No Shore Things
Crane was traveling from the United States to Cuba as a newspaper reporter. One night, his ship hit a sandbar. It sank in the Atlantic Ocean, off the coast of Florida. Most of the people on board got into lifeboats. Crane was among the last to leave. There were three others with him: the ship’s captain, the cook, and a sailor. These four men climbed into the only remaining lifeboat. The boat was so small that none of the them believed it could stay afloat for very long. Not one of the four men believed he would ever reach the shore. But the men fought the seas bravely, with all their strength. How the four face their challenge is one aspect of the story that is compelling. Each handles the situation differently, knowing full well that they must act together to survive. As they finally reach the beach ashore, the author realizes that life does not hand out fate evenly.
Have you ever felt helpless when steering a boat? Maybe it is because you aren't moving forward. If your steering isn't responding, it might be that your boat speed and water speed are offsetting each other. Then again it could mean your steering mechanism is faulty.
Sometimes boaters don't consider or know that it is impossible to steer any vessel unless water is moving under its hull. Try as you might to turn right or left, a boat needs moving water to pass by its rudder. In many ways this is like life. We only can steer our life in the right direction if are moving forward. Backing up often means everything is backwards.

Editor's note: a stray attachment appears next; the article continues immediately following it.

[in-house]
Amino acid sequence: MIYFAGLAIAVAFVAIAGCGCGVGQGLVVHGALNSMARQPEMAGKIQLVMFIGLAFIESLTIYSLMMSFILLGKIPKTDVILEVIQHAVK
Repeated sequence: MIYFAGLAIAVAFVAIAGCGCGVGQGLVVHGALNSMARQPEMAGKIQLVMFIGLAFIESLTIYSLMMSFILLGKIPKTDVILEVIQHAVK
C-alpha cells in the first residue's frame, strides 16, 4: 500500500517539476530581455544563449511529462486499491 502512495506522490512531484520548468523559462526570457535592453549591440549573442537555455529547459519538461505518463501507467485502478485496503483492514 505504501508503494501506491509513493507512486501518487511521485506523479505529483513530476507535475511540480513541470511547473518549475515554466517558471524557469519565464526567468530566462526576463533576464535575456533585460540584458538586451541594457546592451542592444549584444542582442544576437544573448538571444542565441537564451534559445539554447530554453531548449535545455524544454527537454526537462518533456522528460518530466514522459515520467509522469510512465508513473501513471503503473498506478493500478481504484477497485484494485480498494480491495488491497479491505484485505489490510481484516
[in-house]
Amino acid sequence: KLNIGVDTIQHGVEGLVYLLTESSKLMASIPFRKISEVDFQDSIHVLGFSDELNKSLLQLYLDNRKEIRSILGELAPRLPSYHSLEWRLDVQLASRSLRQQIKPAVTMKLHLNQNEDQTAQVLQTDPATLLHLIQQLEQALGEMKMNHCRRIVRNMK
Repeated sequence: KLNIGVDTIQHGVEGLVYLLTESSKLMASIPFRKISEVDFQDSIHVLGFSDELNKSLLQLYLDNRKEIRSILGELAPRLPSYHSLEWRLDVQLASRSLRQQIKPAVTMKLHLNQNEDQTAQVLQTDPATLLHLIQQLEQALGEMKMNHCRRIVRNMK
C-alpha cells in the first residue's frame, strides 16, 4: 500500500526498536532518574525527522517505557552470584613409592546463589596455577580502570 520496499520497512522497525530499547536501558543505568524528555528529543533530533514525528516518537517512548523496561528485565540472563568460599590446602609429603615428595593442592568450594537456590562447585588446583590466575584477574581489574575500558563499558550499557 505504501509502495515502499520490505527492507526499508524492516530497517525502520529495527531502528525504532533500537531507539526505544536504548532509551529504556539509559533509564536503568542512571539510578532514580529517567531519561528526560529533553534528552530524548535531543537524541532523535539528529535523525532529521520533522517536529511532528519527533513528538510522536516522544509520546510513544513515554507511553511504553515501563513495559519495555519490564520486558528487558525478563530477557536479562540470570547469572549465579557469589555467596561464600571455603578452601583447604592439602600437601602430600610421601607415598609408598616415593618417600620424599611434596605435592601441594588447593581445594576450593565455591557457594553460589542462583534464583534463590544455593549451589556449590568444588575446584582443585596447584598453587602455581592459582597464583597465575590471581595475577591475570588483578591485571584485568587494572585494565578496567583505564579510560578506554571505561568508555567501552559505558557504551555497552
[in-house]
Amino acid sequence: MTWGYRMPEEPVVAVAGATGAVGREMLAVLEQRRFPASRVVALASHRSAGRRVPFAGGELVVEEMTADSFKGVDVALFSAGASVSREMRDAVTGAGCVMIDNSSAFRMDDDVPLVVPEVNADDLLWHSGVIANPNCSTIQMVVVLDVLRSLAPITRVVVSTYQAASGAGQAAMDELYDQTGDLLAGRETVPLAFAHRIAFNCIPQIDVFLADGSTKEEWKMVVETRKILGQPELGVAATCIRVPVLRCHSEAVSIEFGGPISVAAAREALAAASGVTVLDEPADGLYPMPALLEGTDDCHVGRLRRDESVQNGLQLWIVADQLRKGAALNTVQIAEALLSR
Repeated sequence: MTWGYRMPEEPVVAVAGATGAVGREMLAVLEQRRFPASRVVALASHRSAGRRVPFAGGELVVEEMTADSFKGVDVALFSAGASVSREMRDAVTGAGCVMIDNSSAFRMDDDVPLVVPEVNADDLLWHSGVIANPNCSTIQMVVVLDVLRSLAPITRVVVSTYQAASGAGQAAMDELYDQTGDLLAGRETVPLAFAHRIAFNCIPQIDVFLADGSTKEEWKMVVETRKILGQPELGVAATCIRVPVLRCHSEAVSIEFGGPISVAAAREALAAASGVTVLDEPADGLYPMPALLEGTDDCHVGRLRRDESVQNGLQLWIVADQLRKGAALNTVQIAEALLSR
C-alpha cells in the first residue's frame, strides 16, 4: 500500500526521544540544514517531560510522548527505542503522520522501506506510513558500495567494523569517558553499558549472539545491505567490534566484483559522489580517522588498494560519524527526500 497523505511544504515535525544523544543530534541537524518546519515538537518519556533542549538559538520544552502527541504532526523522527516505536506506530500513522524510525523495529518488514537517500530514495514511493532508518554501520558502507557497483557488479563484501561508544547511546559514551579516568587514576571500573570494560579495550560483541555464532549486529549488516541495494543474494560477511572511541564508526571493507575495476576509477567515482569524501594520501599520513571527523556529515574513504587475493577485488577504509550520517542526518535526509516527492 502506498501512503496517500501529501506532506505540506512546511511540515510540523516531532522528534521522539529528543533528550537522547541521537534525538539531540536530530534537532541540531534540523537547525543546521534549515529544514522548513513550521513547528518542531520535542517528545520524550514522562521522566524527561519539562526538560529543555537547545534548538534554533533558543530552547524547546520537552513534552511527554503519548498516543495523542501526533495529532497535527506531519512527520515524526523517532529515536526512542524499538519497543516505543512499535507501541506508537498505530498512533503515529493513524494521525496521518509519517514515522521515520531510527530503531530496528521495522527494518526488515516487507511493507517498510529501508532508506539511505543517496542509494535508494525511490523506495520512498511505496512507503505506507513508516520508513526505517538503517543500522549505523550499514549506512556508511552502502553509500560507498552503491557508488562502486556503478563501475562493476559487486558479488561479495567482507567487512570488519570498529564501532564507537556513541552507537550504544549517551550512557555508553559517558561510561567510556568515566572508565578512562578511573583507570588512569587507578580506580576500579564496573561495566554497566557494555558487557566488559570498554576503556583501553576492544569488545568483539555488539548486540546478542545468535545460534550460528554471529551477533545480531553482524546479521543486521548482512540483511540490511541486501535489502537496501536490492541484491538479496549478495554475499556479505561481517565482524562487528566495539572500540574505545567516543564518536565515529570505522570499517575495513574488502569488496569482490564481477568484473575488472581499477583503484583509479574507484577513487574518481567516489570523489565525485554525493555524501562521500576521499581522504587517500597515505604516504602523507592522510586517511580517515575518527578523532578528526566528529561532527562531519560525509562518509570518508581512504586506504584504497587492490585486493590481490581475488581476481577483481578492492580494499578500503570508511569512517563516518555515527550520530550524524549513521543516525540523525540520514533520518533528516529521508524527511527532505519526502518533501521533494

Most humans seemingly believe something stable and solid like land makes them feel more safe and secure. Obviously earthquakes, tornadoes, cyclones, hurricanes, mudslides, floods, sinkholes, forest fires, population overcrowding, pollution and crime don't deter enough people to move to the sea. Most nation's populations live near the sea, but most chose to not live in, on, or under the water. Maybe because of the perception that land is solid and more visible? They like living near it, but not too close because they fear it.
Recently I was having a conversation with a new acquaintance and when she learned I love sailing, she could not stop talking about her fear of water and sharks. Could it be we people are less safe and secure at sea than we often feel we are on land?